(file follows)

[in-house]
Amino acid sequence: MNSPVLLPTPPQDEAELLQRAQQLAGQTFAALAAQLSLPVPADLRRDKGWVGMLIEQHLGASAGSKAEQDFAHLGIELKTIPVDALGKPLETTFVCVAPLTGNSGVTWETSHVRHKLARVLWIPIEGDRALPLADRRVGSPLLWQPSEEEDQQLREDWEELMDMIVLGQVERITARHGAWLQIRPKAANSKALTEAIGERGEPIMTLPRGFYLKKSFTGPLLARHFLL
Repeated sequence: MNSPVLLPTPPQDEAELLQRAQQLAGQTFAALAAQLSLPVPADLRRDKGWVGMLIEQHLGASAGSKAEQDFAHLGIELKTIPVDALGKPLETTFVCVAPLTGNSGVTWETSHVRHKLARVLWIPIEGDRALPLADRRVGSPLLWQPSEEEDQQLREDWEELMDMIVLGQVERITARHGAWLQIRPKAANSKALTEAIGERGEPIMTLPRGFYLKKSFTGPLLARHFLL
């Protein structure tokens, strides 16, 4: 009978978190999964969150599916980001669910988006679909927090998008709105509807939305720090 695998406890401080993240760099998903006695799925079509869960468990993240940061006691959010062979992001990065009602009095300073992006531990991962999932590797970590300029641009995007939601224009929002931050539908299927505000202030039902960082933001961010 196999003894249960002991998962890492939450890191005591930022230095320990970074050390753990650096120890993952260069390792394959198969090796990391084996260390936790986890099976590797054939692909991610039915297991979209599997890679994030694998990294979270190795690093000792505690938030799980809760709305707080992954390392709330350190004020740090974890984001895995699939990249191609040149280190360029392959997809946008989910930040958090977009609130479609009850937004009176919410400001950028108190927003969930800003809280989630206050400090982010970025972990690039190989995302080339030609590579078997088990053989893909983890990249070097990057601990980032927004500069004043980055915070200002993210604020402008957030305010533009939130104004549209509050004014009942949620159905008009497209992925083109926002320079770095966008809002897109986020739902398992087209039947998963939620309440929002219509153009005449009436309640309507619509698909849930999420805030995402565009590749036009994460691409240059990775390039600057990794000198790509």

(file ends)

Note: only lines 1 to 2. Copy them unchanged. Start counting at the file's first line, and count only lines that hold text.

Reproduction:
[in-house]
Amino acid sequence: MNSPVLLPTPPQDEAELLQRAQQLAGQTFAALAAQLSLPVPADLRRDKGWVGMLIEQHLGASAGSKAEQDFAHLGIELKTIPVDALGKPLETTFVCVAPLTGNSGVTWETSHVRHKLARVLWIPIEGDRALPLADRRVGSPLLWQPSEEEDQQLREDWEELMDMIVLGQVERITARHGAWLQIRPKAANSKALTEAIGERGEPIMTLPRGFYLKKSFTGPLLARHFLL